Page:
One of our very first exposures to music in the classroom is learning our “ABCs.”

For years, teachers have been putting lessons to music to help their students retain and remember key information. I have been teaching third grade for 10 years, and during that time, I’ve incorporated music every day in both my lessons and classroom routines. Here are seven easy ways that you can incorporate music and technology into your classroom to help make your lessons become more engaging and meaningful.

## 1. Use Theme Songs for Transitions

Train students to move quickly and efficiently to your meeting area, or through stations, using popular theme songs. I particularly like the theme from “Mission Impossible” or “The Magnificent 7.” My students know that when that music is played, they are to bring their white boards and come quietly to the carpet. If they don’t then I will “self-destruct in 10 seconds!”

## 2. Use Music in the Classroom as a Timer

Play the “Jeopardy” theme song while students are solving the problem of the day. Students learn to work quickly and have their solution ready to share in one minute. To make it more fun, ask them to answer in the form of a question!

## 3. Teach Multiplication Facts

I recorded myself singing multiplication facts set to familiar songs like Jingle Bells and made them available on my class website. More fun than flashcards, students can practice at home and sing along. I also will sometimes use videos. This is our favorite song (below) for the nines. I promise you it will get stuck in your head and you will be cursing my name at 2 am!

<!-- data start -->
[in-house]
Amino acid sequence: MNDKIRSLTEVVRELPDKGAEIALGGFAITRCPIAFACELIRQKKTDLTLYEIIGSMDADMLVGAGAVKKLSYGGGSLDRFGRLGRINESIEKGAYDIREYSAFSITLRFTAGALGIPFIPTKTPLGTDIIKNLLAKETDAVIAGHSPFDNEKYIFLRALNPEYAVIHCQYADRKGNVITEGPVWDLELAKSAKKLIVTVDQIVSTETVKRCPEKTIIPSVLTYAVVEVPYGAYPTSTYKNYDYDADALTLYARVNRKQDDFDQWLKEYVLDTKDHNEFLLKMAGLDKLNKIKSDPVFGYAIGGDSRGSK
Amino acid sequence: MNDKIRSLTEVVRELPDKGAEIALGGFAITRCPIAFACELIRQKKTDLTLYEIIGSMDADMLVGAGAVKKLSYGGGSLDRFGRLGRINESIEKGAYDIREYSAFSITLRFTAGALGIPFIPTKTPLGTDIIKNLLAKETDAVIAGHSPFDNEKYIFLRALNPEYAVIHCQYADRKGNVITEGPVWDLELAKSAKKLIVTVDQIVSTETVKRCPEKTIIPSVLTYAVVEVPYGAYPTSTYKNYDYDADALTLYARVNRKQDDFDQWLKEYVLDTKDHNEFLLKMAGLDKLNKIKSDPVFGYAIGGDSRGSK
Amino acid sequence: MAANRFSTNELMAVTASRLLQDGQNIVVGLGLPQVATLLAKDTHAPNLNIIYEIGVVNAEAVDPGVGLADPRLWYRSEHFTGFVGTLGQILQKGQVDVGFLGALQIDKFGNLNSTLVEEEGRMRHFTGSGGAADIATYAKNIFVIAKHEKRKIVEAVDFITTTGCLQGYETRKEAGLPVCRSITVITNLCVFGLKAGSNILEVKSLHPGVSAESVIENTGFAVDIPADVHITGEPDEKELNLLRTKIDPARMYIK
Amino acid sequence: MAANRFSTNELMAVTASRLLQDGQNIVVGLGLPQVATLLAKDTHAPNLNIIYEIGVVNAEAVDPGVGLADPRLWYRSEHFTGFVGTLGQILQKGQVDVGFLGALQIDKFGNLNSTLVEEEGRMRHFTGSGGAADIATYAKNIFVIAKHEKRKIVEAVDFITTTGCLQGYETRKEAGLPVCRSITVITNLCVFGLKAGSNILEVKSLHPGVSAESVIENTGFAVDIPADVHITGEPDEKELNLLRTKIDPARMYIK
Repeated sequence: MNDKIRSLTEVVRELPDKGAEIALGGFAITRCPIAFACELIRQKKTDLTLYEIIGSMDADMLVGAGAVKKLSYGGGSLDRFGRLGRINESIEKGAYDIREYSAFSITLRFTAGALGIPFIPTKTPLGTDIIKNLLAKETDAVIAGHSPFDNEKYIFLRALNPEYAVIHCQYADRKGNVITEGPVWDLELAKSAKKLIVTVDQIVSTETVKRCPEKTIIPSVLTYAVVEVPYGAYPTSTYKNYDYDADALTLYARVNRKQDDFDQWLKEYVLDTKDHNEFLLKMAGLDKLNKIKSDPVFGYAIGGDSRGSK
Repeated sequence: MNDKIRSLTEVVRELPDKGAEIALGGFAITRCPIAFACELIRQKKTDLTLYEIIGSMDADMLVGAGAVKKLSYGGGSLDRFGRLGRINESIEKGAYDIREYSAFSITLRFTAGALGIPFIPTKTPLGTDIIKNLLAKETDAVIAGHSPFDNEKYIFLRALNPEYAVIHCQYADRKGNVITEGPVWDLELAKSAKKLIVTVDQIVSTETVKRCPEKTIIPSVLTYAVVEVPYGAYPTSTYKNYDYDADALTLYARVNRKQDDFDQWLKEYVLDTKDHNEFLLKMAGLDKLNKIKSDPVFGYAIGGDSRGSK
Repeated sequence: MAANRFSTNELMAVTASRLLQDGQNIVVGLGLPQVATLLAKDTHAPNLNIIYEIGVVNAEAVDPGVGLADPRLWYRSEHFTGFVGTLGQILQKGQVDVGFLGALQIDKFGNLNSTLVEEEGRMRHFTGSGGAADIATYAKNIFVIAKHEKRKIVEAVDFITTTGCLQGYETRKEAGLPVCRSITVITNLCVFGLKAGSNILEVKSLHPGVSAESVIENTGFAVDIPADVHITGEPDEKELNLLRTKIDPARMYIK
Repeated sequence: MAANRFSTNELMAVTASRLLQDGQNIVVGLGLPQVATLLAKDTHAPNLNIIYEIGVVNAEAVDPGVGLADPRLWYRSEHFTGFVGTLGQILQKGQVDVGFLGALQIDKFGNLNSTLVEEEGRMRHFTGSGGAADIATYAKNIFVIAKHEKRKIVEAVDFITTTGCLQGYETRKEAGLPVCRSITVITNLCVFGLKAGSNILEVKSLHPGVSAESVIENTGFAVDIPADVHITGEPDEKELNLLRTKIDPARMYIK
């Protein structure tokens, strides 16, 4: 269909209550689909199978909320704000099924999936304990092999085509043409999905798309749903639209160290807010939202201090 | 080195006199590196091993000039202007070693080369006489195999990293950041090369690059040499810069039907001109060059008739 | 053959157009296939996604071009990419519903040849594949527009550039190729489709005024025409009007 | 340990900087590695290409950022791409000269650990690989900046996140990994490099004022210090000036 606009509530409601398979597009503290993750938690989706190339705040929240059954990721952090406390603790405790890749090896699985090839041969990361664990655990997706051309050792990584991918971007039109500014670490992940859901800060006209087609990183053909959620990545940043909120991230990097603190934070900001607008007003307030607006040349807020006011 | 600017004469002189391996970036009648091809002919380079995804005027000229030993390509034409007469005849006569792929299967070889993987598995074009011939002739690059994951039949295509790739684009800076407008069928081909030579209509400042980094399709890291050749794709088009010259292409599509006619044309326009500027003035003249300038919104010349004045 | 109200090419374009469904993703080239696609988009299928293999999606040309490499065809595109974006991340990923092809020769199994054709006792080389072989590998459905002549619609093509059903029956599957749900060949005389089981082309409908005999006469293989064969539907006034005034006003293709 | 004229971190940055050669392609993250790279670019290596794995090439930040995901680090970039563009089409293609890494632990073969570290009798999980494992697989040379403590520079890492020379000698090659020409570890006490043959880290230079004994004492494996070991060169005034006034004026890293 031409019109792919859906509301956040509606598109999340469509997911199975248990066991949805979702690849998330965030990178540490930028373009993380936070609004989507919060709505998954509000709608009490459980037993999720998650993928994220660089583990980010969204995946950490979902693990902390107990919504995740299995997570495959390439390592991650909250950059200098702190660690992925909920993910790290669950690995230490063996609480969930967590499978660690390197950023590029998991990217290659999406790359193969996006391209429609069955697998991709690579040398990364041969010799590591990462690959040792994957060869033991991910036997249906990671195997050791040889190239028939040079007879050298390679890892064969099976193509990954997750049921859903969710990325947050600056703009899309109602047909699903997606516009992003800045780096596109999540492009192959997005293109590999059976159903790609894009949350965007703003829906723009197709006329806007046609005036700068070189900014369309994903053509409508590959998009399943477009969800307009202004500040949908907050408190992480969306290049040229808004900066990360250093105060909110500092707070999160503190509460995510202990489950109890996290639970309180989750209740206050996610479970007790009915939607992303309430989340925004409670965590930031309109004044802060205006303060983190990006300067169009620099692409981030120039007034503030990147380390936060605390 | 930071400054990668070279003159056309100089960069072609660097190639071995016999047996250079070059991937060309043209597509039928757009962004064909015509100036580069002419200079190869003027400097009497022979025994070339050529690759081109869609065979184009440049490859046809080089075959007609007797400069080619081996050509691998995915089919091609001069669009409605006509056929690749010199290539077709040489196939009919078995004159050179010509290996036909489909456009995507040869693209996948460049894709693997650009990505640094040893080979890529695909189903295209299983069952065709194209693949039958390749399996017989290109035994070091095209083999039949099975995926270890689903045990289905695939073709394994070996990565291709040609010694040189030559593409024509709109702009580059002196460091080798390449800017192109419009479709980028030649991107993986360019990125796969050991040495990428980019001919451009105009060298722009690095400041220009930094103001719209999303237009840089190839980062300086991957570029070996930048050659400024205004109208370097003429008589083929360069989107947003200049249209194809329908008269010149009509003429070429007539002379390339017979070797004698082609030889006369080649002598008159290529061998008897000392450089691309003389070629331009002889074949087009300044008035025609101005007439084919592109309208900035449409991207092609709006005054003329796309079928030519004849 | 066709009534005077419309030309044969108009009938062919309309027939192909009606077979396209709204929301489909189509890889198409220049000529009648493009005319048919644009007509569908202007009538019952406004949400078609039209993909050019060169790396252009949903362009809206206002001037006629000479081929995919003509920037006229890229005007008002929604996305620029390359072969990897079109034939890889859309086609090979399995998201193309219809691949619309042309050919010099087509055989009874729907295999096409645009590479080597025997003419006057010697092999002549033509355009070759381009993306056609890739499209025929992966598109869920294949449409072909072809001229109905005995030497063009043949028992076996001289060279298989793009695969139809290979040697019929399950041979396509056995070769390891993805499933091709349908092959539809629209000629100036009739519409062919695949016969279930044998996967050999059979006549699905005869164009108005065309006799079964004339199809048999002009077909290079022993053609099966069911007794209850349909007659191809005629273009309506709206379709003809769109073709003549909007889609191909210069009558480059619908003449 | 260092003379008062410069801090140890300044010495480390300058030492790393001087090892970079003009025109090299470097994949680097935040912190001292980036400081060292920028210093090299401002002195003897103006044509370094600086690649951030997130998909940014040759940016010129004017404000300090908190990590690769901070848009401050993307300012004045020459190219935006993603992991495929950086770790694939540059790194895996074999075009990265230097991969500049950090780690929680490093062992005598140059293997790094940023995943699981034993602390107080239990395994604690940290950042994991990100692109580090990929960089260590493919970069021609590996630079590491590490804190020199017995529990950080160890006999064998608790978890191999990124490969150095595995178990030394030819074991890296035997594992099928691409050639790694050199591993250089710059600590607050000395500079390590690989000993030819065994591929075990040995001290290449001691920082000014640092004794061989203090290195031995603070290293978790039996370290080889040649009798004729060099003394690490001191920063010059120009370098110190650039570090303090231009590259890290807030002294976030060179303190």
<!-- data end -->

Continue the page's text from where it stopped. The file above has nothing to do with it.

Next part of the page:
## 4. Hook Students on New Content with Tunes

I often use music to help teach new math content, especially more difficult concepts like quadrilaterals and fractions. One of our favorites is Number Rock on YouTube. They have a great selection on every unit topic, including the months of the year calendar song (below).

## 5. Take 5: Use Music for Brain Breaks

Students often need brain breaks to dance, sing, and get their wiggles out! Taking a five-minute break can help them regain and retain focus, especially when they are completing independent work. I use Go Noodle for my classroom brain breaks. It’s free and there are multiple ways to shake, wiggle, dance, and sing! They also have many fan favorites from popular movies like “Frozen,” “Minions,” and “The Lego Movie.”

## 6. Use Calm Music During Writing Time

During our independent writing block, I play a variety of soft music in the background. Students know that when the music is on, they are thinking, brainstorming, and writing. This is also my opportunity to selfishly indulge in my favorite artists, particularly Norah Jones and Diana Krall! Throw in some George Winston and Jim Brickman and my day starts with “Ahhhhh……”